Too many relationships, too little time. Family, extended family, friends, acquaintances, current colleagues, old colleagues – with each passing year you accumulate more people in your life. It is only natural that some ‘filtration’ of all of these people occurs as you proceed in life; but an unconscious or passive filtration process is frequently insufficient.
When I talk to stressed-out, time-starved clients; the one theme that consistently emerges is people – people as stressors, or people as time-stealers. If I might be so bold, I suggest that you need to get a handle on this.Anthropologists tell us that there are typically about 30 people in our social circle that we really care about – presumably this relates to the size of an extended family in a cave setting. Who are your 30 people? The people that you spend time with or spend time thinking about or talking to on the phone (if they are abroad, for example.) Take your time and build your list.

You may not have exactly 30 people. Anything from 20–40 is fine. If there are more than 40, you need to really think before you include them – a helpful visualisation tool is to arrange everyone on a four-tier stepped pyramid:

  • The top step holds a maximum of four people – the wonderful, marvellous, energising people in your life.
  • The second step holds eight – they’re great people, just not quite as important to you as those up at the top.
  • The third step holds twelve.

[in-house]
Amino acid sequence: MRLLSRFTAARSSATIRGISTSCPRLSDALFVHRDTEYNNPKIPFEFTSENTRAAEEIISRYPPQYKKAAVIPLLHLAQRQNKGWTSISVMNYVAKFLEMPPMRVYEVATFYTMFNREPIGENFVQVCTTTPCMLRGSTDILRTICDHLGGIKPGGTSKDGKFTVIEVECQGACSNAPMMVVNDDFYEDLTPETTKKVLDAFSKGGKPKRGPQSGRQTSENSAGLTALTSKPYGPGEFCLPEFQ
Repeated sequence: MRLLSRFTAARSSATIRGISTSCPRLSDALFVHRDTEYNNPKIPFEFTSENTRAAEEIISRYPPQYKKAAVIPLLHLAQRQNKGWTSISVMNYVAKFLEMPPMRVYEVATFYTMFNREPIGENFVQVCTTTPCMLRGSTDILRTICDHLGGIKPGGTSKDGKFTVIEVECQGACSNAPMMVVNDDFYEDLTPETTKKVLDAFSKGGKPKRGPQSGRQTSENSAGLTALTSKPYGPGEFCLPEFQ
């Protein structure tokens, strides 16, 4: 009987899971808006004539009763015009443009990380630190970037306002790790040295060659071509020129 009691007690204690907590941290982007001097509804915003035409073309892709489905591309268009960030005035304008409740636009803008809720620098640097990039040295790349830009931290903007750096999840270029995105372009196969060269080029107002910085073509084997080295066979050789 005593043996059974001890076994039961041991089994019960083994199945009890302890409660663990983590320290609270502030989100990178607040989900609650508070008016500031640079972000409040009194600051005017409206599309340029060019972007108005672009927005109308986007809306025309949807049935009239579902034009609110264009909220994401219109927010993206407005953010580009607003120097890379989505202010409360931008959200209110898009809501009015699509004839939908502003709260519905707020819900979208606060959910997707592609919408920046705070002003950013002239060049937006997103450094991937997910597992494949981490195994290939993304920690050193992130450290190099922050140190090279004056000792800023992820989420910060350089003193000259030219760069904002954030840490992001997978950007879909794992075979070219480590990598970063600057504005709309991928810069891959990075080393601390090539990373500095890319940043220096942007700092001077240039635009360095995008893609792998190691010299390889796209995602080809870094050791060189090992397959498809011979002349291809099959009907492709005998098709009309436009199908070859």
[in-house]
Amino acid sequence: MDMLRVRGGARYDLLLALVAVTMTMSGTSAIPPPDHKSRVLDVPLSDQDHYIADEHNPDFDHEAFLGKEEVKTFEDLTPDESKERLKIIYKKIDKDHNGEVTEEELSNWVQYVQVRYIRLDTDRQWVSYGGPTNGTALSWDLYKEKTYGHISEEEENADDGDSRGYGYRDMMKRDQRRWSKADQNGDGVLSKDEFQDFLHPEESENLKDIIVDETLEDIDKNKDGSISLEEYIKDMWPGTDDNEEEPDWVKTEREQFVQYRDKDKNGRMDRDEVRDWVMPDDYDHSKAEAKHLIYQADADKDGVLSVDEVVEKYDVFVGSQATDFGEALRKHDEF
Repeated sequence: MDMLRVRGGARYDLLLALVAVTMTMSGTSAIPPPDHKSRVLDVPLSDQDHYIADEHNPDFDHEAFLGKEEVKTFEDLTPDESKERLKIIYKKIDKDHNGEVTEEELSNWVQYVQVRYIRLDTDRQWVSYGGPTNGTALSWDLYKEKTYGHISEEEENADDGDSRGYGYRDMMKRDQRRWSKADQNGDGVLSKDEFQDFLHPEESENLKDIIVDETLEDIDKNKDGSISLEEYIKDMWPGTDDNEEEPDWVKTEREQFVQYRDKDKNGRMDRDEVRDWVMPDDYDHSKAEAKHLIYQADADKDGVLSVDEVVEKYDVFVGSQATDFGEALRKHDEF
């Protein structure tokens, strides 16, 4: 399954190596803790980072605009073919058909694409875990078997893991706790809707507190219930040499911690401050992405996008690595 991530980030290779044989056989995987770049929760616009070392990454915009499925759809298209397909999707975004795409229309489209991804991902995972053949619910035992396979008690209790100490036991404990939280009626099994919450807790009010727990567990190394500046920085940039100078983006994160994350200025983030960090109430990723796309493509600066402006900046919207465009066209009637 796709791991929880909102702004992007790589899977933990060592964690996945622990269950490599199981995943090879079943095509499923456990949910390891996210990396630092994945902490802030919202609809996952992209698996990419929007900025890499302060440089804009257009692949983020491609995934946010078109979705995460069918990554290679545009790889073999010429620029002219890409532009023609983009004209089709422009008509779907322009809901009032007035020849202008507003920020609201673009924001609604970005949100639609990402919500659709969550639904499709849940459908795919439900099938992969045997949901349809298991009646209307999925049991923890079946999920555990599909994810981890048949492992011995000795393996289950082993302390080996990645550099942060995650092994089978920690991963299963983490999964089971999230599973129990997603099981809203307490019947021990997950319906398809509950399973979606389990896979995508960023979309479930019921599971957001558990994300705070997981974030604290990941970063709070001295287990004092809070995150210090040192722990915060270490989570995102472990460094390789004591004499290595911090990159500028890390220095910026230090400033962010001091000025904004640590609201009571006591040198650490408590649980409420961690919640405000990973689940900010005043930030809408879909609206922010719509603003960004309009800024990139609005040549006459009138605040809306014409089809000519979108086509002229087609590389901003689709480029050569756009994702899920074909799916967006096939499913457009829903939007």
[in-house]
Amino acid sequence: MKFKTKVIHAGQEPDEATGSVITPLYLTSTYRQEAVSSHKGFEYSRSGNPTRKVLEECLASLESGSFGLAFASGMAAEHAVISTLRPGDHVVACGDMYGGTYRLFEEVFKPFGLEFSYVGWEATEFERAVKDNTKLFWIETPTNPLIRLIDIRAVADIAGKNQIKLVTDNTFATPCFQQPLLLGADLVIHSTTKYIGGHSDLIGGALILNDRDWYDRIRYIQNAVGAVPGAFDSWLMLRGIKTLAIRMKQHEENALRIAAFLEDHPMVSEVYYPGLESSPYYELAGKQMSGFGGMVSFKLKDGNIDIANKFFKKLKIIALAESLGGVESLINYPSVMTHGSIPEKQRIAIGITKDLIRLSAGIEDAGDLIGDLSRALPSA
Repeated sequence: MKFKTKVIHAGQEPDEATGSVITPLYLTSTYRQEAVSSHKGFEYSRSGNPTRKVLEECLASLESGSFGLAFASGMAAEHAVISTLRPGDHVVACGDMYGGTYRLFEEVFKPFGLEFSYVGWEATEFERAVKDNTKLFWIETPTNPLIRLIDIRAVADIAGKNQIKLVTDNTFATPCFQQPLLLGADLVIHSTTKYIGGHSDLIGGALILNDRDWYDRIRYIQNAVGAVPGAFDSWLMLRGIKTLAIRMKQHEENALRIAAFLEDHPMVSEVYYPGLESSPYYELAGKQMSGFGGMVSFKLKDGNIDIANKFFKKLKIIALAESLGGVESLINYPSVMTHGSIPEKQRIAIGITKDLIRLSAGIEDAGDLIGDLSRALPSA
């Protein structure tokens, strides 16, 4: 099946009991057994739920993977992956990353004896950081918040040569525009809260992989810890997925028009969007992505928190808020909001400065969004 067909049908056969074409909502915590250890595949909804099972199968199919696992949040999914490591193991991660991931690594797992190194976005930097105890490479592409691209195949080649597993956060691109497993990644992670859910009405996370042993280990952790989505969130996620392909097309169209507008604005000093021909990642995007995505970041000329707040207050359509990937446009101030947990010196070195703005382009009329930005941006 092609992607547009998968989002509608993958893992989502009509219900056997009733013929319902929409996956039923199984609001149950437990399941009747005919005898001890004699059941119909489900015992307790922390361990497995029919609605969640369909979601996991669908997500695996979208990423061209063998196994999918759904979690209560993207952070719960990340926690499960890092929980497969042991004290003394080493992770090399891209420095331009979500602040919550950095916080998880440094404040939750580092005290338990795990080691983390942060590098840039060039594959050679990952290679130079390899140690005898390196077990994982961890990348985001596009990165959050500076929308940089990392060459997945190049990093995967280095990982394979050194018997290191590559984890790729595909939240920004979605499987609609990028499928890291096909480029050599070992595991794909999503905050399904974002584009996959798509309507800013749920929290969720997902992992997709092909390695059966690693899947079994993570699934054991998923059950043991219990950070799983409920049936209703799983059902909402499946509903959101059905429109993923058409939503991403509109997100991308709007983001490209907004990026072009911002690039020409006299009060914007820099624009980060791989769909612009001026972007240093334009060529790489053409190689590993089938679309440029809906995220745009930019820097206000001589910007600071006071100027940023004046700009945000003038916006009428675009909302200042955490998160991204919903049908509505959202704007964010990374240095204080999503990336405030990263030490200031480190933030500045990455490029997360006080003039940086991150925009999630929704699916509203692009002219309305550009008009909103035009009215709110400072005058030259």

• The fourth holds a maximum of sixteen. (Don’t feel you have to completely fill this step.)

Rank all your relationships privately and objectively; without fear of guilt or judgement. Hugh Kingsmill famously said, “Friends are God’s apology for relatives,” so assign people to a step on the basis of how much they genuinely mean to you – not on some familial or societal expectation of how much that relationship should mean to you.

The trick is to do the ranking AFTER tracking the amount of time you spend on the various people in your life over the course of a month or so. If you closely note time spent on face-to-face meetings, phone calls, and the various written forms of communication, you can quickly build a picture of who you are giving time to in your life. In stressed-out clients, I keep seeing startlingly consistent results – way too much time and headspace being given to emotional vampires and ‘friends from way-back-when’ with whom you have nothing in common any more; far too little time left for the ‘copper-tops’ with whom you share humour, energy and ideas. The Pareto Principle looms large – yet again.

In order to effect any change, you need to become conscious of the root cause of the problem. If too little time is your issue, this exercise (albeit harsh) can be very liberating.